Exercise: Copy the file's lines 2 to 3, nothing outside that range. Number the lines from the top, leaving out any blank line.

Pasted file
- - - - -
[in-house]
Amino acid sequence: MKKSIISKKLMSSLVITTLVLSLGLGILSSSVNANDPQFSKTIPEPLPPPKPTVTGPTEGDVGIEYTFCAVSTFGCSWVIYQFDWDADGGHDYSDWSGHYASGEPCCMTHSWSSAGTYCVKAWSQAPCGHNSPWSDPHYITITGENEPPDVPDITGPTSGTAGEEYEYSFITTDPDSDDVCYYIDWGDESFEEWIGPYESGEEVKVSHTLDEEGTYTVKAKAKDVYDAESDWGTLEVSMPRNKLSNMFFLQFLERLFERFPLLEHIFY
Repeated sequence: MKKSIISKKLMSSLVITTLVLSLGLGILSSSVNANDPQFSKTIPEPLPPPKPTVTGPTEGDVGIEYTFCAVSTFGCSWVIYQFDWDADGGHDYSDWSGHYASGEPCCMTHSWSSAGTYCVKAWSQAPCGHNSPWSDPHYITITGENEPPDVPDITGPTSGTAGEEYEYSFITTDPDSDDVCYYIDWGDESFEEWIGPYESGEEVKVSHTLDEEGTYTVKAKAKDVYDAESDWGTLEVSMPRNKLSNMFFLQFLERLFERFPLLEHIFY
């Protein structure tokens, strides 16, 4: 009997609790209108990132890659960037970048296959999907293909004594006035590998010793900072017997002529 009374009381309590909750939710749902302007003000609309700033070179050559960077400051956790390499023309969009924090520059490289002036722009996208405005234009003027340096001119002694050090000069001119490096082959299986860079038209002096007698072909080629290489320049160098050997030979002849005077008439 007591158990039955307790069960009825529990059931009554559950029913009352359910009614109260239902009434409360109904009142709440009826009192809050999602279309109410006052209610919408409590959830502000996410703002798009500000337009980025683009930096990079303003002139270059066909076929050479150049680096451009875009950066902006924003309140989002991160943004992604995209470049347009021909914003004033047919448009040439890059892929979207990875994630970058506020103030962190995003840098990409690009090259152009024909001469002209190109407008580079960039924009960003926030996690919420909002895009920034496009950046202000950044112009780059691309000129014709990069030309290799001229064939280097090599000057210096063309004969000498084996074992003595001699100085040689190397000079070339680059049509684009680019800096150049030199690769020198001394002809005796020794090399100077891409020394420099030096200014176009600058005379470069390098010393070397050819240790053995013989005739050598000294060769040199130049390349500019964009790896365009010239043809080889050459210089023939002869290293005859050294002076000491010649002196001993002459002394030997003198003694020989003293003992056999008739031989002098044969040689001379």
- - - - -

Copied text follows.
Amino acid sequence: MKKSIISKKLMSSLVITTLVLSLGLGILSSSVNANDPQFSKTIPEPLPPPKPTVTGPTEGDVGIEYTFCAVSTFGCSWVIYQFDWDADGGHDYSDWSGHYASGEPCCMTHSWSSAGTYCVKAWSQAPCGHNSPWSDPHYITITGENEPPDVPDITGPTSGTAGEEYEYSFITTDPDSDDVCYYIDWGDESFEEWIGPYESGEEVKVSHTLDEEGTYTVKAKAKDVYDAESDWGTLEVSMPRNKLSNMFFLQFLERLFERFPLLEHIFY
Repeated sequence: MKKSIISKKLMSSLVITTLVLSLGLGILSSSVNANDPQFSKTIPEPLPPPKPTVTGPTEGDVGIEYTFCAVSTFGCSWVIYQFDWDADGGHDYSDWSGHYASGEPCCMTHSWSSAGTYCVKAWSQAPCGHNSPWSDPHYITITGENEPPDVPDITGPTSGTAGEEYEYSFITTDPDSDDVCYYIDWGDESFEEWIGPYESGEEVKVSHTLDEEGTYTVKAKAKDVYDAESDWGTLEVSMPRNKLSNMFFLQFLERLFERFPLLEHIFY